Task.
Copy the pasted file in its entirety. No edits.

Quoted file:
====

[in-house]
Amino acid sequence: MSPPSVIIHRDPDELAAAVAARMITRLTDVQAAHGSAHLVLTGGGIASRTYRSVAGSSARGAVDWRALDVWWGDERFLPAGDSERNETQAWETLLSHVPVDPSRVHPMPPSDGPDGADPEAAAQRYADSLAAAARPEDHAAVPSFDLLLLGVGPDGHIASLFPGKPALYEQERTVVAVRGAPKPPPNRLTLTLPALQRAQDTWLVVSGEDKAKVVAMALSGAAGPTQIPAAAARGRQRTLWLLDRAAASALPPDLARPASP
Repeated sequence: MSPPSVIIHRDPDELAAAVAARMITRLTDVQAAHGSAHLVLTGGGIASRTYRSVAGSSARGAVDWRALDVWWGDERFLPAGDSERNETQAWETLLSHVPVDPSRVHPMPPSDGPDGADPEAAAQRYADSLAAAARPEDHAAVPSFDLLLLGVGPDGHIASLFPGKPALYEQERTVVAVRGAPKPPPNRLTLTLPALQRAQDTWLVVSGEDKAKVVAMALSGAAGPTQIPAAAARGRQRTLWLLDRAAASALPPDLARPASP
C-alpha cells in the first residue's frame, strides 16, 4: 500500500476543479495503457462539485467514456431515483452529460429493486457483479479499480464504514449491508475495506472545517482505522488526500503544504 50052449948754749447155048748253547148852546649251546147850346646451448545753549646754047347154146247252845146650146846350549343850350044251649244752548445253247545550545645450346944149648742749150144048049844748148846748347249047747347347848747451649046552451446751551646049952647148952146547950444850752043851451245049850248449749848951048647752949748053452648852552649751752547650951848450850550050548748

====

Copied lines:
[in-house]
Amino acid sequence: MSPPSVIIHRDPDELAAAVAARMITRLTDVQAAHGSAHLVLTGGGIASRTYRSVAGSSARGAVDWRALDVWWGDERFLPAGDSERNETQAWETLLSHVPVDPSRVHPMPPSDGPDGADPEAAAQRYADSLAAAARPEDHAAVPSFDLLLLGVGPDGHIASLFPGKPALYEQERTVVAVRGAPKPPPNRLTLTLPALQRAQDTWLVVSGEDKAKVVAMALSGAAGPTQIPAAAARGRQRTLWLLDRAAASALPPDLARPASP
Repeated sequence: MSPPSVIIHRDPDELAAAVAARMITRLTDVQAAHGSAHLVLTGGGIASRTYRSVAGSSARGAVDWRALDVWWGDERFLPAGDSERNETQAWETLLSHVPVDPSRVHPMPPSDGPDGADPEAAAQRYADSLAAAARPEDHAAVPSFDLLLLGVGPDGHIASLFPGKPALYEQERTVVAVRGAPKPPPNRLTLTLPALQRAQDTWLVVSGEDKAKVVAMALSGAAGPTQIPAAAARGRQRTLWLLDRAAASALPPDLARPASP
C-alpha cells in the first residue's frame, strides 16, 4: 500500500476543479495503457462539485467514456431515483452529460429493486457483479479499480464504514449491508475495506472545517482505522488526500503544504 50052449948754749447155048748253547148852546649251546147850346646451448545753549646754047347154146247252845146650146846350549343850350044251649244752548445253247545550545645450346944149648742749150144048049844748148846748347249047747347347848747451649046552451446751551646049952647148952146547950444850752043851451245049850248449749848951048647752949748053452648852552649751752547650951848450850550050548748